LUKE AIR FORCE BASE, Ariz. --

An enlisted physical therapy assistant assigned to the 56th Medical Group became the first Airman to complete Basic Military Training and direct transfer to her first duty station, Luke Air Force Base, bypassing technical training.

Prior to joining the Air Force, Airman 1st Class Emily Perina, 56th Healthcare Operations Squadron physical therapist assistant, completed an associate degree in PTA, held an active PTA license in Florida and had four years of work experience in outpatient/sports medicine – everything required to satisfy tech training requirements. As a result, the Air Force waived her technical training and saved more than $29,000.

“The importance behind A1C Perina skipping technical school and reporting straight to her duty station is simple,” said Tech. Sgt. Geoffrey Rigby, 56th HCOS surgical services flight chief. “Her PTA license is a higher qualification than one would earn from graduating tech school. This is a license that only 12.6 percent of the physical medicine career field holds.”

“I found out I was skipping tech school from my recruiter,” said Perina. “He showed me an email saying I’m making Air Force history.”

Perina learned she was skipping tech school through an email her recruiter showed her. She said she felt a rush of emotions overcome her: surprise, shock, and pride in knowing she graduated BMT and is making history at the same time.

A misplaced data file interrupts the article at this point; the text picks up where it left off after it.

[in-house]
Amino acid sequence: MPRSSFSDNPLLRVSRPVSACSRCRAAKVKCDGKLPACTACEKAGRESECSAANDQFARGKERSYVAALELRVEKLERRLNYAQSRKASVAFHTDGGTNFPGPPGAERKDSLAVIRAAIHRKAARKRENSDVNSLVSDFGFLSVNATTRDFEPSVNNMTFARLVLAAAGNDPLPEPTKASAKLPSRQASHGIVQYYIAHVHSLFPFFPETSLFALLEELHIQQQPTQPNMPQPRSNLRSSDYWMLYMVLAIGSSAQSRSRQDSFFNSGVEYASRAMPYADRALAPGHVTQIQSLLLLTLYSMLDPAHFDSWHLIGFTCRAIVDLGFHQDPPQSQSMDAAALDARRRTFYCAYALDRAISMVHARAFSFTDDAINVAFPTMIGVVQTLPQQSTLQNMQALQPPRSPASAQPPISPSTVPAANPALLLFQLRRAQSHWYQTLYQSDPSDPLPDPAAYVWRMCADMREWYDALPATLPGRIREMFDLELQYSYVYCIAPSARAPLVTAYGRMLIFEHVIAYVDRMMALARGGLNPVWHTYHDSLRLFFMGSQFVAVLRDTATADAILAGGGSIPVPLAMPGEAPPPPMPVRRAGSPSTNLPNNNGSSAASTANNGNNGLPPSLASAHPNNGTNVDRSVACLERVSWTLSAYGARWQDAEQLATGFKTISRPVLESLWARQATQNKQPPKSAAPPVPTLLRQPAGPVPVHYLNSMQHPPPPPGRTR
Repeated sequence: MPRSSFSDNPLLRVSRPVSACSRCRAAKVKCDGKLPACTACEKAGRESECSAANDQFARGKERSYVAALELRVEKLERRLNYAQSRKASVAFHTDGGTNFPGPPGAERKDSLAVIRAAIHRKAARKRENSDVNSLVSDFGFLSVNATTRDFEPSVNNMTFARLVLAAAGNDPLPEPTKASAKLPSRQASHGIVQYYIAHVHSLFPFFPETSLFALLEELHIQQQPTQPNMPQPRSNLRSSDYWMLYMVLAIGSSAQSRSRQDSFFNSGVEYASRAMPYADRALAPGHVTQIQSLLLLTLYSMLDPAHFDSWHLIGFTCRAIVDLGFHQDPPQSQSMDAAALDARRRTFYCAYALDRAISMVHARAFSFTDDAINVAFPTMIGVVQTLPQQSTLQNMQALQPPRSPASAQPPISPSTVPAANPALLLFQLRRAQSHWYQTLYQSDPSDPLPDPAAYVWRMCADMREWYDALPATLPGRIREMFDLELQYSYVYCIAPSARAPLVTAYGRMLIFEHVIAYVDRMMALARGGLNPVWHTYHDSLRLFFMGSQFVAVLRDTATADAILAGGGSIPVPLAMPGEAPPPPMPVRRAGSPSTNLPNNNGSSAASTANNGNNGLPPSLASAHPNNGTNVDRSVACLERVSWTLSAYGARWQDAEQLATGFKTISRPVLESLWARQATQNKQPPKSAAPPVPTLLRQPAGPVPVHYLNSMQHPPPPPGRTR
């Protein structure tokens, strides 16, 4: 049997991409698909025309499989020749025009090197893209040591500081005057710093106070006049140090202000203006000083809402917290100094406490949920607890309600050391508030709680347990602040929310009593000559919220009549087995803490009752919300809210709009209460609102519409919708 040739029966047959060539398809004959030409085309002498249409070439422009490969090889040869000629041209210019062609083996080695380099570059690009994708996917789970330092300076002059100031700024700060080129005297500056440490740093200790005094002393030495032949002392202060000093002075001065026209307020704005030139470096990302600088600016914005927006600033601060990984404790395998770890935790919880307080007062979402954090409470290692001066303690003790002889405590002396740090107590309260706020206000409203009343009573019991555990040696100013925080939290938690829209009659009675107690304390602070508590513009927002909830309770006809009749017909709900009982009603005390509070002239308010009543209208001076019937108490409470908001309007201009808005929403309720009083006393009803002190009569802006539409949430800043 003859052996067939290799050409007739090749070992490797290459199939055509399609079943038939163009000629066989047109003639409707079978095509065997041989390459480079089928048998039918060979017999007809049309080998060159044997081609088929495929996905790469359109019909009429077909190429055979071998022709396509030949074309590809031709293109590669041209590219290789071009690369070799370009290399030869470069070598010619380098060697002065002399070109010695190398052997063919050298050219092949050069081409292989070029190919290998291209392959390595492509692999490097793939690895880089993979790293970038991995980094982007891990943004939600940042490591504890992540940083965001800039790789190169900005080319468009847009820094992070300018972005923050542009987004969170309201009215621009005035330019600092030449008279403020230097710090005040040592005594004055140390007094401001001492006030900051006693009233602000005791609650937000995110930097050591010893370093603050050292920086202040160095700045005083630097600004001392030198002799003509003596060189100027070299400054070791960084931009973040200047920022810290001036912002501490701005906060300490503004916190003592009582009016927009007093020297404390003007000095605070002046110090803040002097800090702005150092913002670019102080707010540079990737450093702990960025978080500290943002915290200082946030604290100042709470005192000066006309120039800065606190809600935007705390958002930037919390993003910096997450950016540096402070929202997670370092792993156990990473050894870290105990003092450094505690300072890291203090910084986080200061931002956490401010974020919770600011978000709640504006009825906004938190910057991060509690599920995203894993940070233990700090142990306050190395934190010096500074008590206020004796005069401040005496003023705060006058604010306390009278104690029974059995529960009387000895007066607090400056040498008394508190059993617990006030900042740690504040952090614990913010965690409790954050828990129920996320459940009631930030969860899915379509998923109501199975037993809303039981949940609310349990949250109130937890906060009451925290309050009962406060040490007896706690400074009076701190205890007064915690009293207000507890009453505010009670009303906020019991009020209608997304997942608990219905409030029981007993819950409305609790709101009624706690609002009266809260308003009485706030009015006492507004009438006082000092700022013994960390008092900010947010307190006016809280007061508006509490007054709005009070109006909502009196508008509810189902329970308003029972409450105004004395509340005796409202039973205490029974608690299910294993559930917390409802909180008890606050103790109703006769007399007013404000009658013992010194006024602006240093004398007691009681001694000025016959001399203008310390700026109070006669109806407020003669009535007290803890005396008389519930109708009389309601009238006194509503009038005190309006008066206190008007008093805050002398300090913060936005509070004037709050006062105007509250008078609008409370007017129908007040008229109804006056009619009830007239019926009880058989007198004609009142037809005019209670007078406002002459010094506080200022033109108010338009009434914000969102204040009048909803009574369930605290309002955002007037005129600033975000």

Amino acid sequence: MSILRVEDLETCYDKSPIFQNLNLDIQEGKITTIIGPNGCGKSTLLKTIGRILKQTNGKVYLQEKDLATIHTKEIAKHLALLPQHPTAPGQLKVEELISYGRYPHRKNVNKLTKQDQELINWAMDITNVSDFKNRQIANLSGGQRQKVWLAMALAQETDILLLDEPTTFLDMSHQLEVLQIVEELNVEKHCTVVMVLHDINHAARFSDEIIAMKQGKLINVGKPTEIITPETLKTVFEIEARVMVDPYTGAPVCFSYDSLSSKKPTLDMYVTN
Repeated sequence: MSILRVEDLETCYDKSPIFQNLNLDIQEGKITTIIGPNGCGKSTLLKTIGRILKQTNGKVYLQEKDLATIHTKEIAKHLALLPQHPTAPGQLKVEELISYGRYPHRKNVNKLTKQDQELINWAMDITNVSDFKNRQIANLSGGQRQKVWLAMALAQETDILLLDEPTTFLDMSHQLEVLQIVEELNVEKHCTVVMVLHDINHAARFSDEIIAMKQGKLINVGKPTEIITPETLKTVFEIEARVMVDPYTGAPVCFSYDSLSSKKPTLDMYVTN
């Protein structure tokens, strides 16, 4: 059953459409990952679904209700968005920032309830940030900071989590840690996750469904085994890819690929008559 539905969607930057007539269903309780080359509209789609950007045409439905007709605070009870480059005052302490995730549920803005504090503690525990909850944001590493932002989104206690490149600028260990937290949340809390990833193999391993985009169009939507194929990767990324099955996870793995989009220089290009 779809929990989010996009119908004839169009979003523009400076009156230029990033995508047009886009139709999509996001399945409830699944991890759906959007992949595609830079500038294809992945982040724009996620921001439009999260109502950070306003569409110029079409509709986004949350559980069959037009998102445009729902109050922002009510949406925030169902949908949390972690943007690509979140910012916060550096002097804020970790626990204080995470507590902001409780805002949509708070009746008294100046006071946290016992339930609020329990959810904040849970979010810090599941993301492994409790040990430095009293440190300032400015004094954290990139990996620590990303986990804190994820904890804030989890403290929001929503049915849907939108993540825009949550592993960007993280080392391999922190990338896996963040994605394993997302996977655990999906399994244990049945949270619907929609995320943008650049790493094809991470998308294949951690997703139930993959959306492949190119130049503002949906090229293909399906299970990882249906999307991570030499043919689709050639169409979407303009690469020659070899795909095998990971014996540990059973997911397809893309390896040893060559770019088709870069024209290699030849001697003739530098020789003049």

“I feel like there’s lots of importance from this opportunity,” said Perina. “I see it as a possible program for those who are already licensed PTAs to come into the Air Force. I feel as though other programs like the one I went through could possibly be set up for other career fields, overall saving the Air Force money.”

While Perina acknowledges that she may have missed experiences other Airmen receive in tech school, she said she’s excited to contribute to the mission.

“… It’s just one of those things,” said Perina. “You have to get used to being dropped into normal life.”

Perina found a couple of Air Education and Training Command Form 341s, which are used in BMT to track discrepancies and excellence, in her pocket after arriving at Luke. She forgot they were in there because she’s so used to having them on her, she joked.